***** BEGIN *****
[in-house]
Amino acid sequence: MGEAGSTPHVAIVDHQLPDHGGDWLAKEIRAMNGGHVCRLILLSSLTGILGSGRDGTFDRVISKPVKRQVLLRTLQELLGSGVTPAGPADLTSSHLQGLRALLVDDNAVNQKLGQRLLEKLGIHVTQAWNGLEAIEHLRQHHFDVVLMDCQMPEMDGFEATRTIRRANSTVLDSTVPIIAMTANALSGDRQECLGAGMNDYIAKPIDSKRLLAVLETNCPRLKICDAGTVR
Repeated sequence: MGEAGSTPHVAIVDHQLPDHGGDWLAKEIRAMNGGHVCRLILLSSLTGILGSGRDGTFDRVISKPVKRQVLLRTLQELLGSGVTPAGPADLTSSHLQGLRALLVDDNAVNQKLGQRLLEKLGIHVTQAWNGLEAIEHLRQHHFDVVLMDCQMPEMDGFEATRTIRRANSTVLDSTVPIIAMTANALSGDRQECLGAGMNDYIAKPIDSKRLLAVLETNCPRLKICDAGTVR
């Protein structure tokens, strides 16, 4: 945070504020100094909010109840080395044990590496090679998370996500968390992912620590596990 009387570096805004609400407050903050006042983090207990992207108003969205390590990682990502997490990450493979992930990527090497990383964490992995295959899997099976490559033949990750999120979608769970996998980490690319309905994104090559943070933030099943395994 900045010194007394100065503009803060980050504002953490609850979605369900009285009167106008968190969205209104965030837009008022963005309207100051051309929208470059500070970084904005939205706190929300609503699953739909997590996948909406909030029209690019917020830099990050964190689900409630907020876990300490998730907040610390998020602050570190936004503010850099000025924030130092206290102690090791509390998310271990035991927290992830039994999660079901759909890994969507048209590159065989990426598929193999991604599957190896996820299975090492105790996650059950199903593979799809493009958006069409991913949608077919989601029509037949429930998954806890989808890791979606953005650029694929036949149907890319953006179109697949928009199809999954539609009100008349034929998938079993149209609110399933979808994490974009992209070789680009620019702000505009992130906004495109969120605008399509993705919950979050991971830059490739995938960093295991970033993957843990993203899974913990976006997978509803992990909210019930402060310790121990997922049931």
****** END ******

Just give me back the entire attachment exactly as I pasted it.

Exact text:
[in-house]
Amino acid sequence: MGEAGSTPHVAIVDHQLPDHGGDWLAKEIRAMNGGHVCRLILLSSLTGILGSGRDGTFDRVISKPVKRQVLLRTLQELLGSGVTPAGPADLTSSHLQGLRALLVDDNAVNQKLGQRLLEKLGIHVTQAWNGLEAIEHLRQHHFDVVLMDCQMPEMDGFEATRTIRRANSTVLDSTVPIIAMTANALSGDRQECLGAGMNDYIAKPIDSKRLLAVLETNCPRLKICDAGTVR
Repeated sequence: MGEAGSTPHVAIVDHQLPDHGGDWLAKEIRAMNGGHVCRLILLSSLTGILGSGRDGTFDRVISKPVKRQVLLRTLQELLGSGVTPAGPADLTSSHLQGLRALLVDDNAVNQKLGQRLLEKLGIHVTQAWNGLEAIEHLRQHHFDVVLMDCQMPEMDGFEATRTIRRANSTVLDSTVPIIAMTANALSGDRQECLGAGMNDYIAKPIDSKRLLAVLETNCPRLKICDAGTVR
């Protein structure tokens, strides 16, 4: 945070504020100094909010109840080395044990590496090679998370996500968390992912620590596990 009387570096805004609400407050903050006042983090207990992207108003969205390590990682990502997490990450493979992930990527090497990383964490992995295959899997099976490559033949990750999120979608769970996998980490690319309905994104090559943070933030099943395994 900045010194007394100065503009803060980050504002953490609850979605369900009285009167106008968190969205209104965030837009008022963005309207100051051309929208470059500070970084904005939205706190929300609503699953739909997590996948909406909030029209690019917020830099990050964190689900409630907020876990300490998730907040610390998020602050570190936004503010850099000025924030130092206290102690090791509390998310271990035991927290992830039994999660079901759909890994969507048209590159065989990426598929193999991604599957190896996820299975090492105790996650059950199903593979799809493009958006069409991913949608077919989601029509037949429930998954806890989808890791979606953005650029694929036949149907890319953006179109697949928009199809999954539609009100008349034929998938079993149209609110399933979808994490974009992209070789680009620019702000505009992130906004495109969120605008399509993705919950979050991971830059490739995938960093295991970033993957843990993203899974913990976006997978509803992990909210019930402060310790121990997922049931």